Sec. Systems Biology Archive
Volume 9 - 2018 | https://doi.org/10.3389/fphys.2018.01355
ESS: A Tool for Genome-Scale Quantification of Essentiality Score for Reaction/Genes in Constraint-Based Modeling
- 1Science for Life Laboratory, KTH - Royal Institute of Technology, Stockholm, Sweden
- 2Department of Biology and Biological Engineering, Chalmers University of Technology, Gothenburg, Sweden
- 3Centre for Host–Microbiome Interactions, Dental Institute, King's College London, London, United Kingdom
Genome-scale metabolic models (GEMs) are comprehensive descriptions of cell metabolism and have been extensively used to understand biological responses in health and disease. One such application is in determining metabolic adaptation to the absence of a gene or reaction, i.e., essentiality analysis. However, current methods do not permit efficiently and accurately quantifying reaction/gene essentiality. Here, we present Essentiality Score Simulator (ESS), a tool for quantification of gene/reaction essentialities in GEMs. ESS quantifies and scores essentiality of each reaction/gene and their combinations based on the stoichiometric balance using synthetic lethal analysis. This method provides an option to weight metabolic models which currently rely mostly on topologic parameters, and is potentially useful to investigate the metabolic pathway differences between different organisms, cells, tissues, and/or diseases. We benchmarked the proposed method against multiple network topology parameters, and observed that our method displayed higher accuracy based on experimental evidence. In addition, we demonstrated its application in the wild-type and ldh knock-out E. coli core model, as well as two human cell lines, and revealed the changes of essentiality in metabolic pathways based on the reactions essentiality score. ESS is available without any limitation at https://sourceforge.net/projects/essentiality-score-simulator.
Genome-scale metabolic models (GEMs) are congregations of biochemical reactions that occur in an organism or cell/tissue (Mardinoglu and Nielsen, 2015). GEMs have become one of the denominators in systems biology and have been extensively and successfully used in metabolic engineering, synthetic biology, antibiotic design, understanding diseases, biomarker discovery, and drug target identification (Zhang and Hua, 2015; Benfeitas et al., 2017; Bosley et al., 2017; Uhlén et al., 2017; Mardinoglu et al., 2018; Turanli et al., 2018). GEMs for hundreds of gut microbiota, healthy tissues and tumor samples have been generated in AGORA (Magnúsdóttir et al., 2017), Human Metabolic Atlas (Pornputtapong et al., 2015) and Human Pathology Atlas (HPA) (Uhlén et al., 2015, 2017) efforts, respectively. These resources may provide information for investigating the metabolic capability with species or individual-tumor resolution, but also raise the challenge of comparing and stratifying GEMs in large-scale studies.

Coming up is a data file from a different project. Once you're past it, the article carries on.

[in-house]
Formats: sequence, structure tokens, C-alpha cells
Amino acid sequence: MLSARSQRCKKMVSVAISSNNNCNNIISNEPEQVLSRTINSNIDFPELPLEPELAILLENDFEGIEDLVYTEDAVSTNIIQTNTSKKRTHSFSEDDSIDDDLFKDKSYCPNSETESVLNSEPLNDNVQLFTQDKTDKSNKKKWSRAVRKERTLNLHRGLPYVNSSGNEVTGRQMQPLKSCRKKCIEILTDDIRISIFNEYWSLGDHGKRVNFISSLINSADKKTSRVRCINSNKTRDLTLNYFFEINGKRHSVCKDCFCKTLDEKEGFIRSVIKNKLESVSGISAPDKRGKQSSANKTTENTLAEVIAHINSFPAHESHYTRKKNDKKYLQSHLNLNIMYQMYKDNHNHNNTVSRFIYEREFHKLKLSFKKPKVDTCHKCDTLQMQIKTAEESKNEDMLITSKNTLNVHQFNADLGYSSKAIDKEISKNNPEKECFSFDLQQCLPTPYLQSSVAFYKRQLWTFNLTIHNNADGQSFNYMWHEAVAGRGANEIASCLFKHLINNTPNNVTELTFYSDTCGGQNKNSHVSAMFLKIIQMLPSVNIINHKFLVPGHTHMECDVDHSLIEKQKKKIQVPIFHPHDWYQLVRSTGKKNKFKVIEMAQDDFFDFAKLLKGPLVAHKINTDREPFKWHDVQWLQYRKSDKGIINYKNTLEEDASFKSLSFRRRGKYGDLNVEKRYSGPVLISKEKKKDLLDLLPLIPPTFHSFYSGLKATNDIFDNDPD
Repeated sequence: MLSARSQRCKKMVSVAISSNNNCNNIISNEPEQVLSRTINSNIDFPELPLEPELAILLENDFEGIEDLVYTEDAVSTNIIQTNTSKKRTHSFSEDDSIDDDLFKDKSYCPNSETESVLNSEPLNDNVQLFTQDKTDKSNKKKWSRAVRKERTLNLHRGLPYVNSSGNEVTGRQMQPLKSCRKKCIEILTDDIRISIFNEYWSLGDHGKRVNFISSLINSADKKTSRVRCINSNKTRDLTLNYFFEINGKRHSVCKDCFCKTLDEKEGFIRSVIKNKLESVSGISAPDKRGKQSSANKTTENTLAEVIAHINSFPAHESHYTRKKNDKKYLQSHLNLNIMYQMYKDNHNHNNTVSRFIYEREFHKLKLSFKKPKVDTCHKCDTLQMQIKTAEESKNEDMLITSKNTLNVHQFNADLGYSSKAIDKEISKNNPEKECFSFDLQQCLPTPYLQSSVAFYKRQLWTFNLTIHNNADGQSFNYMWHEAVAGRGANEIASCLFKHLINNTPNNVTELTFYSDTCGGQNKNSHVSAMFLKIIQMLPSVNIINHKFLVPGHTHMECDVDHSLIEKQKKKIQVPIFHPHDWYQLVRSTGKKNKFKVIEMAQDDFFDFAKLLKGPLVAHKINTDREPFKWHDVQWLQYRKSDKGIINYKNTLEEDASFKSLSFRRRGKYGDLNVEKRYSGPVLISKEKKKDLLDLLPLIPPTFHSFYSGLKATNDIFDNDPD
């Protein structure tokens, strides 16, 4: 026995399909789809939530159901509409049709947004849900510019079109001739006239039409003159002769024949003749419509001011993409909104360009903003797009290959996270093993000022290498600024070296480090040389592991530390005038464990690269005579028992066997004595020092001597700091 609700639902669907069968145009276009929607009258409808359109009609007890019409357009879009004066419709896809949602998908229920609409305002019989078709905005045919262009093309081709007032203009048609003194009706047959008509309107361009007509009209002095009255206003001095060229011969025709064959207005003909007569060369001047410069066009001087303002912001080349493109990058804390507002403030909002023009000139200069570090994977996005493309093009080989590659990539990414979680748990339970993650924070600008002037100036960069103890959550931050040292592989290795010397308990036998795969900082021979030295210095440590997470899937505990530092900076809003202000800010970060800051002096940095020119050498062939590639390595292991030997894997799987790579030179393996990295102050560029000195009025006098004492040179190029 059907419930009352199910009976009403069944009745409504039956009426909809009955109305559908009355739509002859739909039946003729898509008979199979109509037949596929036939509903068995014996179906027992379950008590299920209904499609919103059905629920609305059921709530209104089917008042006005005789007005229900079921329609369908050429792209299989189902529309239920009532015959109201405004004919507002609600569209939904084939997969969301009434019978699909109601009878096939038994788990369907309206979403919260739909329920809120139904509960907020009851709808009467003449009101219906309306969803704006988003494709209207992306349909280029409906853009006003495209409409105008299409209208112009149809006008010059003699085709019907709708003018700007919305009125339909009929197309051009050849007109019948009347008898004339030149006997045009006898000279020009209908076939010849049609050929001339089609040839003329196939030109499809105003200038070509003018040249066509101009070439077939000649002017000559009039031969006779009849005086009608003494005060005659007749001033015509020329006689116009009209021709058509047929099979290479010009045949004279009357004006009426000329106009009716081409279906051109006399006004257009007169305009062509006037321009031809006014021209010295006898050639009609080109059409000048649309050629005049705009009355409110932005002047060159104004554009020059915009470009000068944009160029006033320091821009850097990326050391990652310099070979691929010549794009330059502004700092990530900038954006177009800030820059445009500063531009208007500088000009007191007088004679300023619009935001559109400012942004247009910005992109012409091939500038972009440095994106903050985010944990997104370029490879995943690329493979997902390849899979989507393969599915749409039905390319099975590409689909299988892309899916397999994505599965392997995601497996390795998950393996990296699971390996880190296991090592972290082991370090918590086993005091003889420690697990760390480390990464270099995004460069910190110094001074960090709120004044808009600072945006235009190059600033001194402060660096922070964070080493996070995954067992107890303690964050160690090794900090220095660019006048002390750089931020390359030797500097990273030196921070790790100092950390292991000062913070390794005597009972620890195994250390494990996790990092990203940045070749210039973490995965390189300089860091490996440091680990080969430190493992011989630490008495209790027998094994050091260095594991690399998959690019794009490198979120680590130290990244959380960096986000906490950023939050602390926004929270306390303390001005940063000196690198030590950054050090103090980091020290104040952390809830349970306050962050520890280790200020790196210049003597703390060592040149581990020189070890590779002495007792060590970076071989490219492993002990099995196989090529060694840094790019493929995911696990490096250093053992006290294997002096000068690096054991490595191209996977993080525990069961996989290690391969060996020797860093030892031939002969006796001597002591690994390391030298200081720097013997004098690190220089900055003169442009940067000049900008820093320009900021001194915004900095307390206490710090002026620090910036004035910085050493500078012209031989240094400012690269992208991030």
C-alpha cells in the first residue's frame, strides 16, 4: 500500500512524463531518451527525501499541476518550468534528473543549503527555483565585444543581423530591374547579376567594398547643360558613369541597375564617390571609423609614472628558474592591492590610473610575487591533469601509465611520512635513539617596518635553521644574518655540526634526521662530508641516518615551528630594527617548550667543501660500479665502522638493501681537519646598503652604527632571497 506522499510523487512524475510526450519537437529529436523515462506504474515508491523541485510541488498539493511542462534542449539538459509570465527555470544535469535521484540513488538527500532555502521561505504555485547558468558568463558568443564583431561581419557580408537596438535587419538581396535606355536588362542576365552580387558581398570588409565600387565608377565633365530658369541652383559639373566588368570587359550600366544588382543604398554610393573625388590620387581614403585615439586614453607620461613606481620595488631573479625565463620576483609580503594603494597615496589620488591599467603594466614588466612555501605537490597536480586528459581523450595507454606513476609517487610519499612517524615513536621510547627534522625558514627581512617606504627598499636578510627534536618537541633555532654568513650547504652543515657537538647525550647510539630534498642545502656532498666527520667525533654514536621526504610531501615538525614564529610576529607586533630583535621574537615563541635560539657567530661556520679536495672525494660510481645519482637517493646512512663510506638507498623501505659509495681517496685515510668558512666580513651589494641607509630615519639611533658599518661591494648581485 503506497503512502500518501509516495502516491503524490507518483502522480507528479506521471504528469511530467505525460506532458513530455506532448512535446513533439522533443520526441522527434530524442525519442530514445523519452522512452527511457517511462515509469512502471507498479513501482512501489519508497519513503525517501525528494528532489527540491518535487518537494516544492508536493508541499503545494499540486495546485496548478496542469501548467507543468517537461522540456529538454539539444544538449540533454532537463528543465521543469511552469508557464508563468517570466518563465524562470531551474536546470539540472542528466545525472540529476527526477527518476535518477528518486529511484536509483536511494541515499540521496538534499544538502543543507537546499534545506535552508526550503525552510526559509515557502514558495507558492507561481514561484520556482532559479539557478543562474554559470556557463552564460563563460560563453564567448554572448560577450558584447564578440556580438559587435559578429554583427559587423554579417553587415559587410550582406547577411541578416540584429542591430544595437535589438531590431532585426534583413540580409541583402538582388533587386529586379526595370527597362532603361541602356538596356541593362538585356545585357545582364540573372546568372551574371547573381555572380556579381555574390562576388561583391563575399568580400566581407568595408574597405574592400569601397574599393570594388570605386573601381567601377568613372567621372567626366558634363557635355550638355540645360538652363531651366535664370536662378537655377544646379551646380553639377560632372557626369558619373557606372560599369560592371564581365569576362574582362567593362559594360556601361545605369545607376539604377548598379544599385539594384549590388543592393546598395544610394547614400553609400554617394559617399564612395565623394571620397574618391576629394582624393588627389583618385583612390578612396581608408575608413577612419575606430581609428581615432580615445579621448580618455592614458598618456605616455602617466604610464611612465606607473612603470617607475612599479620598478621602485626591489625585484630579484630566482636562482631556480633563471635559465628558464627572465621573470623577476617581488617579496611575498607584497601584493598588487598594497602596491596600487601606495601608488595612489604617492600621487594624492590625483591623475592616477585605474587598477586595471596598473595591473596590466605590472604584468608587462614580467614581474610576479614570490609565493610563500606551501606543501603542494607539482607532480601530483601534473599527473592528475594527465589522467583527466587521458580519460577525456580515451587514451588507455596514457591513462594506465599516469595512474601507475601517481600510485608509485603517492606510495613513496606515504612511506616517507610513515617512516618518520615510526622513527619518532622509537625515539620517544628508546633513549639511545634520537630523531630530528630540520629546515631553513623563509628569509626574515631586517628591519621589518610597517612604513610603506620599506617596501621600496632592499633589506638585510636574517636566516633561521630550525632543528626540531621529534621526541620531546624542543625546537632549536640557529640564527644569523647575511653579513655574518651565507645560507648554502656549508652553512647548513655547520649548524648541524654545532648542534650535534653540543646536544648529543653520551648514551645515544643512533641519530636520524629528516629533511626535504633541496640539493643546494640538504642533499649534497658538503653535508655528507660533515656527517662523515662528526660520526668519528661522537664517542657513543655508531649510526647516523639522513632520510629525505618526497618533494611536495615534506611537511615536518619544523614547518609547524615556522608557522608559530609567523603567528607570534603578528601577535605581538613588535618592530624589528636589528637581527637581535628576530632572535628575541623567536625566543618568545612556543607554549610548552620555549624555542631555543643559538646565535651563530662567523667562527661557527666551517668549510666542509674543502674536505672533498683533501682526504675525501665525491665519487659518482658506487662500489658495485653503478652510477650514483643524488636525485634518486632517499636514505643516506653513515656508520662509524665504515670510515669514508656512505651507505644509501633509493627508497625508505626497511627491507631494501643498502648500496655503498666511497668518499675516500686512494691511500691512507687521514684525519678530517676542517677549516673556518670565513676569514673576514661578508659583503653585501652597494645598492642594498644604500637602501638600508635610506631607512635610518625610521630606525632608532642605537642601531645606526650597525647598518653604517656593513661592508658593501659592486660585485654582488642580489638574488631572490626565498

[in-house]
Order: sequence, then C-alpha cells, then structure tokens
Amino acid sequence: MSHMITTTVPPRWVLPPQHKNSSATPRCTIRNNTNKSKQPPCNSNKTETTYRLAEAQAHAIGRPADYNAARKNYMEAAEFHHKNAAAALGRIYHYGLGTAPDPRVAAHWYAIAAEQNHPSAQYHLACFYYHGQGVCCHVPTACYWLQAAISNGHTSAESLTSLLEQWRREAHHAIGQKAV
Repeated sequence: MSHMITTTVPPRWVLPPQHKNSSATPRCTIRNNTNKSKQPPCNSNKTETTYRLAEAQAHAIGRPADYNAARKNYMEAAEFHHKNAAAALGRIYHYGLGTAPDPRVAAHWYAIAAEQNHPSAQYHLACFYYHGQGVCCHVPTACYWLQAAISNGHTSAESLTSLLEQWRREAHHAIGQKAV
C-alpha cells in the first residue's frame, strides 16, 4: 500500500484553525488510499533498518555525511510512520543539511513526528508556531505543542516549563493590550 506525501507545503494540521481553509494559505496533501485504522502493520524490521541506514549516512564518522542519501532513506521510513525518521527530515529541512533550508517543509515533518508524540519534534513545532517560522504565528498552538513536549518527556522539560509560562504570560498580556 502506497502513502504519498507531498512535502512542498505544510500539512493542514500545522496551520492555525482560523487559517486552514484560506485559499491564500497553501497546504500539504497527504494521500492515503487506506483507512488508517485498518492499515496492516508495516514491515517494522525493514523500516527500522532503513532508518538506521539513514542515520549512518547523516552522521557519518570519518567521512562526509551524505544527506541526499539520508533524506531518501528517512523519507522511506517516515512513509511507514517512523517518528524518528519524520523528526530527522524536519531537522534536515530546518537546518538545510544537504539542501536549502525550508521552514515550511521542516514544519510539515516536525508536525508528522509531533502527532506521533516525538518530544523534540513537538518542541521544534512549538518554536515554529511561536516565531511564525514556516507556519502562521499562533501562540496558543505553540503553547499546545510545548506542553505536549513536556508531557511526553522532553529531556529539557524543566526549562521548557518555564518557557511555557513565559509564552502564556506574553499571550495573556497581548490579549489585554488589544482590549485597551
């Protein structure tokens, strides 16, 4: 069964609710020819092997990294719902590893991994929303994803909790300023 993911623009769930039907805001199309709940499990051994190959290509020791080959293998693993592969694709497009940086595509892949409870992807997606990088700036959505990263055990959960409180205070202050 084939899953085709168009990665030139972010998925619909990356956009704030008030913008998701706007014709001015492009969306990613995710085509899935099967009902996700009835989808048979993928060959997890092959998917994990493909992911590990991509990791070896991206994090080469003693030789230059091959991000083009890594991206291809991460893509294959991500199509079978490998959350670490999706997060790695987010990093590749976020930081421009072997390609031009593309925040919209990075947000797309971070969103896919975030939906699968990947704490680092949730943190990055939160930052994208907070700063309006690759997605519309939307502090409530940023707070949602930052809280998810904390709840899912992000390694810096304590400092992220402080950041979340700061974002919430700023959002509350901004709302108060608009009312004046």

There are number of ways to compare GEMs, such as network topology parameters (Doncheva et al., 2012; Vinayagam et al., 2016). For instance, betweenness and degree centrality are two topology parameters frequently used for comparing node importance in a network (Koschützki and Schreiber, 2008). However, topological analyses of GEMs neglect stoichiometric balance and likely miss the required input or output of a metabolic system (Zhang and Hua, 2015). A possible solution would be weighting the stoichiometric properties for each reaction/gene using Essentiality Analysis (EA) (Palumbo et al., 2005, 2007). However, EA only provides binary information about the essentiality of the reaction, and this is insufficient for complex GEMs since there would be too little essential reactions. In this case, a higher degree of EA such as Synthetic Lethality Analysis (SLA) is necessary to provide additional information about non-essential reactions/genes. Generally, it is very difficult to interpret the results of SLA, since thousands to millions of synthetic lethal (SL) combinations may be involved. An option for interpretation of SLA result is using Degree of Essentiality (DoE) (Suthers et al., 2009), but DoE scores ignore the difference between reactions/genes involves in single and multiple SL combinations.
In this study, we present Essentiality Score Simulator (ESS), a tool that uses SLA's results as input to calculate reaction-/gene-specific Essentiality Score (EScore). Unlike topology based methods, ESS relies on the highly valuable biochemical stoichiometric information embedded in GEMs to evaluate the structural properties of reactions/genes. In addition, compared to the DoE, ESS makes the complete use of SLA results and provides higher resolution scores for each reaction/genes.
Materials and Methods
The main purpose of ESS is to qualitatively evaluate the essentiality of reactions/genes based on stoichiometric balance. The input for ESS includes a constrain based model either in COBRA (Schellenberger et al., 2011) or RAVEN format (Agren et al., 2013), the objective function and the maximal level of SLA (denoted as level n hereafter) sought by the user. An n = 1 implies targeting of a single reaction/gene, whereas n > 1 test for combinations of reactions/genes after excluding single lethal reactions/genes. With these inputs, ESS identifies all essential and synthetic lethal reactions/genes internally using an adapted FastGeneSL (Pratapa et al., 2015; Zhang et al., 2015), and then uses a unique algorithm to calculate the ES for each reaction/gene based on the SLA results.